Critical theory maintains that social realities are based on assumptions and theorists argue that it is of importance to interrogate these assumptions to expose and challenge these socially constructed “ways of knowing” (Kincheloe et al., 2011, p. 169). Critical inquiry seeks to expose ideology, hegemony and class oppression and challenge injustice within society with the intention of empowering individual agents or a collective group of actors to challenge the current status quo (Bronner, 2011; Cohen, Marion, & Morrison, 2011; Felluga, 2015). Speculation is a vital element of reason within critical theory (How, 2003). How (2003) explains that “the speculative person is one who does not dogmatically accept this or that appearance as being all there is, but recognises that appearances mirror a particular historical relation between subject and object” (p. 3). Thus, the transformative potential of critical research rests in its engagement with the political economy and its relationship with “emancipatory consciousness” (Kincheloe et al., 2011, p. 342).
Critique is a central foundation on which critical theory is established. Early critical theorists, such as Horkheimer, argued that criticism bases objection on the critics subjectivities (Felluga, 2015; How, 2003). They argue that these subjectivities are ideologically constructed and serve the interests of the dominant class, and thus emphasis needs to be given to understanding the historical conditions for such identity formation alongside considering the alternative model of subjectivity, which failed to gain dominance (Felluga, 2015). Critical theorists point out the importance of historically grounding points of critique and considering the purpose and importance of the criteria in which such critique is determined. Justifying or grounding critique has been a persistent theme within critical theory. Alongside this, critical theory also aims to be dialectical by facilitating an iterative process of dialectical reasoning (How, 2003). This dialectical reasoning creates a process that facilitates a “unity of opposites” (How, 2003, p. 4) which are not only opposed but are also interlinked. It is the work of critical theory to interrogate these related dialectical opposites and determine a “more rational state of affairs” (How, 2003, p. 4). It is for this reason that Felluga (2015) argues that critical theory must involve critique that is politically engaged.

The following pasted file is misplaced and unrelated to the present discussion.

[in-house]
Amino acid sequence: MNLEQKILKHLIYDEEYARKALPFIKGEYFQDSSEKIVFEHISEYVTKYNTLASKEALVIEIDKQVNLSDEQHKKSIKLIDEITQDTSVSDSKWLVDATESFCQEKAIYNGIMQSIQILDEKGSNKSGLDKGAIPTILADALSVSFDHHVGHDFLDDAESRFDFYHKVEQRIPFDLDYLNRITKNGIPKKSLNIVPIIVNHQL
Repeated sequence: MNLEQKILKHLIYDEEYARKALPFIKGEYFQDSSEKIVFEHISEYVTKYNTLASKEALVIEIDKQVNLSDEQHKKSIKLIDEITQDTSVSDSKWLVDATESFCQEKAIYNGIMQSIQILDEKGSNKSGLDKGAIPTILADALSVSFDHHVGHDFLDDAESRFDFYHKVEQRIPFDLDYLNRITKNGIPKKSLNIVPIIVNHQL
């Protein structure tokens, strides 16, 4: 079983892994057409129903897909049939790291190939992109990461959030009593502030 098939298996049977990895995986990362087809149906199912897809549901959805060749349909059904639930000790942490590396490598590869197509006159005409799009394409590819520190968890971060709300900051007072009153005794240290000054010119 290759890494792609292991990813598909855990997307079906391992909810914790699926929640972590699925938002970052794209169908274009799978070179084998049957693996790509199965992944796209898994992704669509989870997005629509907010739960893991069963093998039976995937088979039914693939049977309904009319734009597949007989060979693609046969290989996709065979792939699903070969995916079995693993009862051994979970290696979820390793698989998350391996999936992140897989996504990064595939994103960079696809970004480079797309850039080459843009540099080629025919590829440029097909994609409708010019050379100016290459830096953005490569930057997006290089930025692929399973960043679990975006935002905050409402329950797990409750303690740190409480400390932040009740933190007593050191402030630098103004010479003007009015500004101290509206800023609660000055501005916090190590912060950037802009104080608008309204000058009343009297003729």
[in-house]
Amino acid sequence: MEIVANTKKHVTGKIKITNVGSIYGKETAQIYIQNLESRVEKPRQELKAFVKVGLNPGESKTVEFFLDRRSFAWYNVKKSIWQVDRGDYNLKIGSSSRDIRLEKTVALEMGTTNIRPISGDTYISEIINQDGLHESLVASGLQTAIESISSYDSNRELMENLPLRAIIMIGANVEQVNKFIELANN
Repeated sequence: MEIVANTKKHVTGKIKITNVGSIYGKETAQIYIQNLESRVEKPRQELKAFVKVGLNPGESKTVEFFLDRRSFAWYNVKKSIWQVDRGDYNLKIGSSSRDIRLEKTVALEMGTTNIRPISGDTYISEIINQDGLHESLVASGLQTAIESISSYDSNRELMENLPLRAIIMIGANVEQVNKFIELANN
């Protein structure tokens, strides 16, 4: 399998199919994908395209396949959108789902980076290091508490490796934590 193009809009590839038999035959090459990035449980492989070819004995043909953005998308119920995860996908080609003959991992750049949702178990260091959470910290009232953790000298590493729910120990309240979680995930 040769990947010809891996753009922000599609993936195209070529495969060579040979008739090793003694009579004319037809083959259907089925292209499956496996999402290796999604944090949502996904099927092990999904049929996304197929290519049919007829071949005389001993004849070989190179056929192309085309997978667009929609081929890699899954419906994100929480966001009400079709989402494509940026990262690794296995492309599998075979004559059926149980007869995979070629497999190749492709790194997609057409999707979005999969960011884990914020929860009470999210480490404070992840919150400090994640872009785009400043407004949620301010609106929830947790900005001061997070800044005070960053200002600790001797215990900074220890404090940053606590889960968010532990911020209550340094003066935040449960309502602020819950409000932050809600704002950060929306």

It is also necessary to explore why this research aligns with a critical theory paradigm. Critical theorists believe that knowledge and the nature of knowing is facilitated by socially and historically constructed power relations (Kincheloe et al., 2011). This research demonstrates this in the way that it seeks to interrogate the historical and socially constructed power relationship between LCE and open education. Secondly, critical theorists focus on revealing the oppression that subordinate groups encounter (Kincheloe et al., 2011). This research aims to identify the ‘winners and losers’ from the globalisation of LCE through open education which demonstrates its intent to expose any oppressive structures that may impact on subordinate groups. Finally, the rejection of researcher neutrality is central to critical theory with critical theorists taking a reflexive stance to acknowledge their bias in the struggle against injustice (Kincheloe et al., 2011). In the context of this research, the researchers positioning was detailed in chapter one, which disclosed the intent to take a critical stance in examining the globalisation of LCE through open education. This research locates this study within the critical theory tradition in the way that it questions rather than accepts assumptions about pedagogy and open education, and through its intentions to expose underlying agendas, interests and ideologies.